Kurt Vonnegut

Kurt Vonnegut

Vonnegut’s best novels were as profound as any writing that deals with ultimate questions.

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See also John Leonard’s tribute to Vonnegut, and two of Kurt Vonnegut’s articles for The Nation: “The Worst Addiction of Them All,” from the December 31, 1983, issue, and “The Necessary Mile,” from July 7, 1979.

Reading about the death of Kurt Vonnegut, who contributed essays, reviews and speeches to this magazine over the past thirty years, we reflexively said, “So it goes.” Slaughterhouse-Five, we were repeatedly told in the obits, was popular with young people, but it’s misleading to consign Vonnegut’s work to the 1968 counterculture. It’s no disgrace to touch young hearts.

Vonnegut’s best novels were as profound as any writing ever was that deals with ultimate questions, such as death and the end of the world. He wrote in a kind of simpleminded style because what he had to tell, drawing on his own experience, was so dark and bleak that he had to wrap it in sardonic humor. He was the simpleton who knows the prince is really a frog living in a polluted swamp.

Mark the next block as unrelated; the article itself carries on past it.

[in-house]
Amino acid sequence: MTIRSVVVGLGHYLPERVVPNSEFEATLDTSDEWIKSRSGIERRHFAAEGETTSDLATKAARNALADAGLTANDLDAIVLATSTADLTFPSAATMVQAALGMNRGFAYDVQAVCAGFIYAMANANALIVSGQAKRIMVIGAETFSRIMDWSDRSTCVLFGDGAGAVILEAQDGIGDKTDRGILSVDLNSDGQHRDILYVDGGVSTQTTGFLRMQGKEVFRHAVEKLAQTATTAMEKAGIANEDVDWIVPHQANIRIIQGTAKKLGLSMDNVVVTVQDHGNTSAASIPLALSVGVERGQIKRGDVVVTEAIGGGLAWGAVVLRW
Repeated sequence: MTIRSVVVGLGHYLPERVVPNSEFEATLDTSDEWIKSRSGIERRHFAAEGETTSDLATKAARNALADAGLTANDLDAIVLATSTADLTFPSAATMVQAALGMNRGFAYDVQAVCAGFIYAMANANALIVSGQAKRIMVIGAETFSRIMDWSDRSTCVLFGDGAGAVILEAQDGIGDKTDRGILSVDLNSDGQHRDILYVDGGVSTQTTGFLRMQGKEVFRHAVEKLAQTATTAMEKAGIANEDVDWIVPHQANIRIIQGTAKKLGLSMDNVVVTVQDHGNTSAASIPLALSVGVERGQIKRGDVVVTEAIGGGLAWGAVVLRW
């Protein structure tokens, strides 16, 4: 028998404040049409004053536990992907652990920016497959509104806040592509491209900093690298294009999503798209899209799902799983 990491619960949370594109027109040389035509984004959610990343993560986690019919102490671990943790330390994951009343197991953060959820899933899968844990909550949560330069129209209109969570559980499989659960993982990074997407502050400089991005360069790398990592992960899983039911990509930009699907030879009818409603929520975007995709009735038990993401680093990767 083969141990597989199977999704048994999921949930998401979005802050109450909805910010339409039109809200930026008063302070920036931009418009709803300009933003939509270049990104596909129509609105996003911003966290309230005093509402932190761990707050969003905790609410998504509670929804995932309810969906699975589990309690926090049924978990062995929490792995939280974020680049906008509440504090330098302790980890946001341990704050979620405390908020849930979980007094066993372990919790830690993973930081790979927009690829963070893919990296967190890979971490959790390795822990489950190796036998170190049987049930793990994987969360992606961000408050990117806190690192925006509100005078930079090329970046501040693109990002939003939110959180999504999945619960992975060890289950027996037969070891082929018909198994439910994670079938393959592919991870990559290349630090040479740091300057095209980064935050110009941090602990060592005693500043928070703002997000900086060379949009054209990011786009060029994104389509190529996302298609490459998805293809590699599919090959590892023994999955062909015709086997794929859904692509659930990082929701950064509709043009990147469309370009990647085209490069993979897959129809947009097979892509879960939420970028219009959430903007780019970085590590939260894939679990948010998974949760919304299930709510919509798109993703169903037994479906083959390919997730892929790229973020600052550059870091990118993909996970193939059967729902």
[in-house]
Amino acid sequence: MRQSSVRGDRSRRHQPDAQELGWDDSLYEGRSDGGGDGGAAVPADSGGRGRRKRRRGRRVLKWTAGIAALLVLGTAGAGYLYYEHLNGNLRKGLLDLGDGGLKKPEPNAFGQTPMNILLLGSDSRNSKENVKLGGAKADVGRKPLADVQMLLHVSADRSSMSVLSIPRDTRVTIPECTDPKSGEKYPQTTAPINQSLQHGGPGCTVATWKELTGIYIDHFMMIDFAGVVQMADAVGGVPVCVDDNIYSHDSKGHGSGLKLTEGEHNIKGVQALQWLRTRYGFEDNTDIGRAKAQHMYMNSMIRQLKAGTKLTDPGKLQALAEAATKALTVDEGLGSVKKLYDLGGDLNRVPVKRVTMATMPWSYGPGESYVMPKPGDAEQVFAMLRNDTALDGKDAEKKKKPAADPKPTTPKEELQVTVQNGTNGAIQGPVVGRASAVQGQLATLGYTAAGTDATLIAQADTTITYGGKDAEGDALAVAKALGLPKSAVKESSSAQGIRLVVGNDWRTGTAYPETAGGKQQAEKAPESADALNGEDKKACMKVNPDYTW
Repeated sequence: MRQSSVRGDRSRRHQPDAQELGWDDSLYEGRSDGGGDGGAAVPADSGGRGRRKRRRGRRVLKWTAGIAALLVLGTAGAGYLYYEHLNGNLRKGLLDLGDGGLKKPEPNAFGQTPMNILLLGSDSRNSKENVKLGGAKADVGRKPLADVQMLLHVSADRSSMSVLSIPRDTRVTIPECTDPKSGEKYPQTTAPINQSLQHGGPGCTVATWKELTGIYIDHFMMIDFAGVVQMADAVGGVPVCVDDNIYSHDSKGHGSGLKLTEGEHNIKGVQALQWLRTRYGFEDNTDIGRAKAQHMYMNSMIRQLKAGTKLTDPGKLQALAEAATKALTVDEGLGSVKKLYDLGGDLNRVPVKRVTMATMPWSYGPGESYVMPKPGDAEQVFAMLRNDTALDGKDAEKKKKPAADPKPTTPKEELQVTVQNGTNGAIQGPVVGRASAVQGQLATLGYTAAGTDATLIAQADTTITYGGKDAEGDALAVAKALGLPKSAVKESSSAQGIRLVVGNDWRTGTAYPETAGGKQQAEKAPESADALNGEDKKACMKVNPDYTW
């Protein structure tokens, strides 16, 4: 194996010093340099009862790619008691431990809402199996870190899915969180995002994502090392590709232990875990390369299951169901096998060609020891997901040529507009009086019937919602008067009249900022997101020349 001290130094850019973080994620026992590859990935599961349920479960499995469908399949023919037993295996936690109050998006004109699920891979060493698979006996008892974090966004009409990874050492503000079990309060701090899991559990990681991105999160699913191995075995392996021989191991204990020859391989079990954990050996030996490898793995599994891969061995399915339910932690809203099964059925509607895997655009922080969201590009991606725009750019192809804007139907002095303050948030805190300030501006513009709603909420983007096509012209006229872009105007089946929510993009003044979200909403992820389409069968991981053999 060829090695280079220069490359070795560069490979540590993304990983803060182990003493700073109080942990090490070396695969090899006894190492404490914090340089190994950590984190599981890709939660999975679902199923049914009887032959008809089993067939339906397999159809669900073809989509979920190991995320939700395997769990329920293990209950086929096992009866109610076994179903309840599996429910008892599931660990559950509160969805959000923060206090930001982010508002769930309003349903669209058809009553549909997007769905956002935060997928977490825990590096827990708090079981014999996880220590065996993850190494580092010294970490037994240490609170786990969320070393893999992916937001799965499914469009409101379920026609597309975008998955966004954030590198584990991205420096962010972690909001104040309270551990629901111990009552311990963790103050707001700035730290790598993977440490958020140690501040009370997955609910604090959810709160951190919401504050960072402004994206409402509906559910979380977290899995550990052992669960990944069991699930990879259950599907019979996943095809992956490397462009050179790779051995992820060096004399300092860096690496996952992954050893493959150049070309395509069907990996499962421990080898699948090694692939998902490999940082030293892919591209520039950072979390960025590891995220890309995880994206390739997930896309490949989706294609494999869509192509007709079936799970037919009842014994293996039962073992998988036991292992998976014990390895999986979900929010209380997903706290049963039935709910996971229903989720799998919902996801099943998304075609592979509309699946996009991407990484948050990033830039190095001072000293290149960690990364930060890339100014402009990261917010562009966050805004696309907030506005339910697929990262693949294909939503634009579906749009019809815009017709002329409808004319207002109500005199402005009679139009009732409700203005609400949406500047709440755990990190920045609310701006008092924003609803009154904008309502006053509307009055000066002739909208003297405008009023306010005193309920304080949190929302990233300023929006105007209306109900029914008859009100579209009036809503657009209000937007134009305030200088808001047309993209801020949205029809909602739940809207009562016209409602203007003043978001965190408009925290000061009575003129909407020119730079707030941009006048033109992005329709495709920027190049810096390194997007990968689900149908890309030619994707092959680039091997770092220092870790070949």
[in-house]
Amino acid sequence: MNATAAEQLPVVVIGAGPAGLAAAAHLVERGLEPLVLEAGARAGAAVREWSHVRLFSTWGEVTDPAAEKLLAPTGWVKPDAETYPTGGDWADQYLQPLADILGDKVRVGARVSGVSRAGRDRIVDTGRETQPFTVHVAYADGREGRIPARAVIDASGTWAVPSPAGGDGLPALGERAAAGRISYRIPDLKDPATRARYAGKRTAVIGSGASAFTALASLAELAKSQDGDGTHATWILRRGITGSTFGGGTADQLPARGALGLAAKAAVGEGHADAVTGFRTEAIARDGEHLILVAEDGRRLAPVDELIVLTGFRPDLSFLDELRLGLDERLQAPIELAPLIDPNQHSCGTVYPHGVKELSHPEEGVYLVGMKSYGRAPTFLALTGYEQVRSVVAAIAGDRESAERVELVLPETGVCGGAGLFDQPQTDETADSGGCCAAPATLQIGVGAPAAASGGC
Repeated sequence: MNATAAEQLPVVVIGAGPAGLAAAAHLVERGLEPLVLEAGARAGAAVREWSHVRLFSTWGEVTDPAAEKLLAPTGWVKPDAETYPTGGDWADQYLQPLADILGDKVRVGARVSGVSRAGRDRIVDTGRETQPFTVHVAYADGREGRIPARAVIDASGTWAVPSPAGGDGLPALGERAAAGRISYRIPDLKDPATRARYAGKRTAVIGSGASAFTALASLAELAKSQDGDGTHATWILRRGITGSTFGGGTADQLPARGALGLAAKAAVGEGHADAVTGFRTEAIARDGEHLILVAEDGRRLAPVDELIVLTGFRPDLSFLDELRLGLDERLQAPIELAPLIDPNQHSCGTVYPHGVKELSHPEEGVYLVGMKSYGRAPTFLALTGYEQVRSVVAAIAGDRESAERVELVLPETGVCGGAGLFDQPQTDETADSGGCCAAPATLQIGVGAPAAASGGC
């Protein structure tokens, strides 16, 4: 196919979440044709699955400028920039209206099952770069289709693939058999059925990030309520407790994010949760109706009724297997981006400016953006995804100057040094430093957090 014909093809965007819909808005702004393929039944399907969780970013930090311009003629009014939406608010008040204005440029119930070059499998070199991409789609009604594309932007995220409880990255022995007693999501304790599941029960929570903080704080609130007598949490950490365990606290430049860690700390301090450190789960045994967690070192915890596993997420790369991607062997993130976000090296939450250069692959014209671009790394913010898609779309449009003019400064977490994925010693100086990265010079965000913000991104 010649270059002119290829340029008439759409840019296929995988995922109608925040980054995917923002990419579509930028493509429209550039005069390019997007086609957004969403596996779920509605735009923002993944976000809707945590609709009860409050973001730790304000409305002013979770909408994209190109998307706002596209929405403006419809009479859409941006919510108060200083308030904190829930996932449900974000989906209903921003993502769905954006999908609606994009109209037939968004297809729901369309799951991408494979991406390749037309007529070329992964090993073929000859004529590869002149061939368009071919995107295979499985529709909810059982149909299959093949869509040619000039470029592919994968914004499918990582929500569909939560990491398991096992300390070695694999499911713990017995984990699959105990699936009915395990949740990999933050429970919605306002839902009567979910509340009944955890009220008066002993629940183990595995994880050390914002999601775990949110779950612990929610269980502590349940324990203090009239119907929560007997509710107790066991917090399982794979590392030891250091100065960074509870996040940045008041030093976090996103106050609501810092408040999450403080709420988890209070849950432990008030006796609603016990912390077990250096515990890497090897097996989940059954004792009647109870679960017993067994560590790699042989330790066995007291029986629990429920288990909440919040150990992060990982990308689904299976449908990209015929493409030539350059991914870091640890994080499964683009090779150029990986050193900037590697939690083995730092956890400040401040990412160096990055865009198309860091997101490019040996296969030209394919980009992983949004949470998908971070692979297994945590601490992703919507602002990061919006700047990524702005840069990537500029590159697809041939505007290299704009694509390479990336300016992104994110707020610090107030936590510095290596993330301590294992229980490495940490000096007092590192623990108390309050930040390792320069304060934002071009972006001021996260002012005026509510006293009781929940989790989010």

War was a form of human stupidity that aroused his anger because he’d fought in one and witnessed horrors no kid from Indiana should ever have to witness. Such as the firebombing of Dresden. He suspected, though, that humans were addicted to war. In these pages (December 31, 1983) he wrote that arms addicts who got high on preparing for World War III were as “repulsively addicted as any stockbroker passed out with his head in a toilet in the Port Authority bus terminal.”

He shared Mark Twain’s pessimism about the slipshod way the universe was run, but also called himself a “Christ-­worshiping agnostic,” who thought Jesus’ call for mercy in the Sermon on the Mount was the best idea our civilization has yet produced. He wrote in his last book, A Man Without a Country, “And if I should ever die, God Forbid, I hope you will say, ‘Kurt is up in heaven now.’ That’s my favorite joke.”

Kurt is up in heaven now.

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